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A time of thunder and renewal

By Yang Yang | China Daily | Updated: 2022-03-05 09:27

Jingzhe is a good time to observe small animals. [Photo provided to China Daily]

In the traditional Chinese calendar this day sees the heavens roar as creatures emerge from hibernation, Yang Yang reports. 

On the traditional Chinese calendar, today is the day of Jingzhe, or Awakening of Insects, the third of the Twenty-four Solar Terms following Start of Spring that fell on Feb 4 this year and Rain Water 14 days ago.

Over millennia, Chinese people observed that on this particular day, thunder rumbled and insects that hibernated in winter climbed out of their hiding places, thus giving it an animated and imaginative name Jingzhe-the rolling thunder that awakens sleeping insects.

During Jingzhe, usually spanning 15 days, warm humid air from the south becomes active and rising temperatures are often accompanied by drizzle.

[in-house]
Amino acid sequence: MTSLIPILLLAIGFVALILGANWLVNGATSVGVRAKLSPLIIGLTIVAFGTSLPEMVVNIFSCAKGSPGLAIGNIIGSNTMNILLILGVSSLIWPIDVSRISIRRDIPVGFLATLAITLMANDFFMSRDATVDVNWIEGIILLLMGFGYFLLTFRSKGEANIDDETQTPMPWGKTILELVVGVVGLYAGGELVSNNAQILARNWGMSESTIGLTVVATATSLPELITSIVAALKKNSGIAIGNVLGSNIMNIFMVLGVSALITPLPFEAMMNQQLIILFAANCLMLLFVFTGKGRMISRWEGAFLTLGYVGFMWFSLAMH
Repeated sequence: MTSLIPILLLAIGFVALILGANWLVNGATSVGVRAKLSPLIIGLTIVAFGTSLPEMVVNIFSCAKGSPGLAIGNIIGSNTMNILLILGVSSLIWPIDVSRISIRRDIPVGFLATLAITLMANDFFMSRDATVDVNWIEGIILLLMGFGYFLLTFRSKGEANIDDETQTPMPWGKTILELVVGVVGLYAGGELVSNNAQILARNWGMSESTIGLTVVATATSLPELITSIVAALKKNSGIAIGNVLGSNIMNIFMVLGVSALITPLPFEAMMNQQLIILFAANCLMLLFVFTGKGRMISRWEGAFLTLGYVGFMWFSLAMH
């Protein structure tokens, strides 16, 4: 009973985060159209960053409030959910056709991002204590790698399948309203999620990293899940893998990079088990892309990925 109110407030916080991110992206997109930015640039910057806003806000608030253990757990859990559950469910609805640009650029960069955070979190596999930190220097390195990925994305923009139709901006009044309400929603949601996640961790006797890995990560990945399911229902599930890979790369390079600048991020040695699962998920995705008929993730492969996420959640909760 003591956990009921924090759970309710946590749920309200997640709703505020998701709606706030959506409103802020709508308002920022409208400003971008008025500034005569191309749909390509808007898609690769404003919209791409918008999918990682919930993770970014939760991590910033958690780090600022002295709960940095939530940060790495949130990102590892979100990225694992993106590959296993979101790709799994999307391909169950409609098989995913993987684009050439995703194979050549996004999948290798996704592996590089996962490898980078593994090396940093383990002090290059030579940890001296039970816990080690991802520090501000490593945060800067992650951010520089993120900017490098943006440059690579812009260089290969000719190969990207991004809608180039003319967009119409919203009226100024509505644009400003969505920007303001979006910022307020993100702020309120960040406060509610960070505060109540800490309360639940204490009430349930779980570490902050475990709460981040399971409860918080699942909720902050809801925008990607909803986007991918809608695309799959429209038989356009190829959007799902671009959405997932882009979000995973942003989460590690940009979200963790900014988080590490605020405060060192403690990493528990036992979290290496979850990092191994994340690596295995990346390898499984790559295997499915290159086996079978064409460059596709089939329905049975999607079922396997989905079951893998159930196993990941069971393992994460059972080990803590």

Chinese people in ancient times observed that in the first five days, peach blossoms bloomed, in the second black-naped oriole birds started singing, and in the third eagles hid but pigeons and doves appeared.

In warm and humid weather, crops grow faster, which requires more water and fertilizer, so Jingzhe is an important time for agriculture, especially the second day of the second Chinese lunar month, or "Eryueer" that often falls around Jingzhe.

People centuries ago observed that there are 28 stars on the ecliptic. They divided them into four constellations according to their positions. On the east side were seven stars that formed the shape of a dragon spanning the sky, so people named this constellation Azure Dragon, which was not always visible due to the movement of the Earth around the sun.

On Eryueer, the Azure Dragon reappeared in the east sky starting from the star representing the dragon's horns. People back then described this celestial phenomenon as "On Eryueer, Azure Dragon raises its head". For them, it marked the arrival of spring, and the time to plow the land and transport fertilizer to the field. They celebrated it as a festival.

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